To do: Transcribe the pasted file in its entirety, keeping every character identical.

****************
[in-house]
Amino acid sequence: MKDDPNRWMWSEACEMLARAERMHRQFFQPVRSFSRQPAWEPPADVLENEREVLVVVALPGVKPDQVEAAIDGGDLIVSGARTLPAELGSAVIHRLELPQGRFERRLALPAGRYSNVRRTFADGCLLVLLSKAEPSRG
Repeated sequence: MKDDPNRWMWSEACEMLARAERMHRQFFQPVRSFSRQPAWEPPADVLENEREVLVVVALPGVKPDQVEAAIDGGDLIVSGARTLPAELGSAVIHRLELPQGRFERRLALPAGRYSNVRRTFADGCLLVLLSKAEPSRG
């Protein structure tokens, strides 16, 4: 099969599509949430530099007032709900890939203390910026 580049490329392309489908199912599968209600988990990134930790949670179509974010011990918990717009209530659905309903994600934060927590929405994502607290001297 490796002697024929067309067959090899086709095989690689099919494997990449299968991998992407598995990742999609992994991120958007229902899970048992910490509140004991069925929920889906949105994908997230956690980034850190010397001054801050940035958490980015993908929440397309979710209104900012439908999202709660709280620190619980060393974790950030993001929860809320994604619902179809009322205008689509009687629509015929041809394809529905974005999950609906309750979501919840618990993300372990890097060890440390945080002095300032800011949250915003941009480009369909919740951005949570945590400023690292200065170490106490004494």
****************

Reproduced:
[in-house]
Amino acid sequence: MKDDPNRWMWSEACEMLARAERMHRQFFQPVRSFSRQPAWEPPADVLENEREVLVVVALPGVKPDQVEAAIDGGDLIVSGARTLPAELGSAVIHRLELPQGRFERRLALPAGRYSNVRRTFADGCLLVLLSKAEPSRG
Repeated sequence: MKDDPNRWMWSEACEMLARAERMHRQFFQPVRSFSRQPAWEPPADVLENEREVLVVVALPGVKPDQVEAAIDGGDLIVSGARTLPAELGSAVIHRLELPQGRFERRLALPAGRYSNVRRTFADGCLLVLLSKAEPSRG
């Protein structure tokens, strides 16, 4: 099969599509949430530099007032709900890939203390910026 580049490329392309489908199912599968209600988990990134930790949670179509974010011990918990717009209530659905309903994600934060927590929405994502607290001297 490796002697024929067309067959090899086709095989690689099919494997990449299968991998992407598995990742999609992994991120958007229902899970048992910490509140004991069925929920889906949105994908997230956690980034850190010397001054801050940035958490980015993908929440397309979710209104900012439908999202709660709280620190619980060393974790950030993001929860809320994604619902179809009322205008689509009687629509015929041809394809529905974005999950609906309750979501919840618990993300372990890097060890440390945080002095300032800011949250915003941009480009369909919740951005949570945590400023690292200065170490106490004494």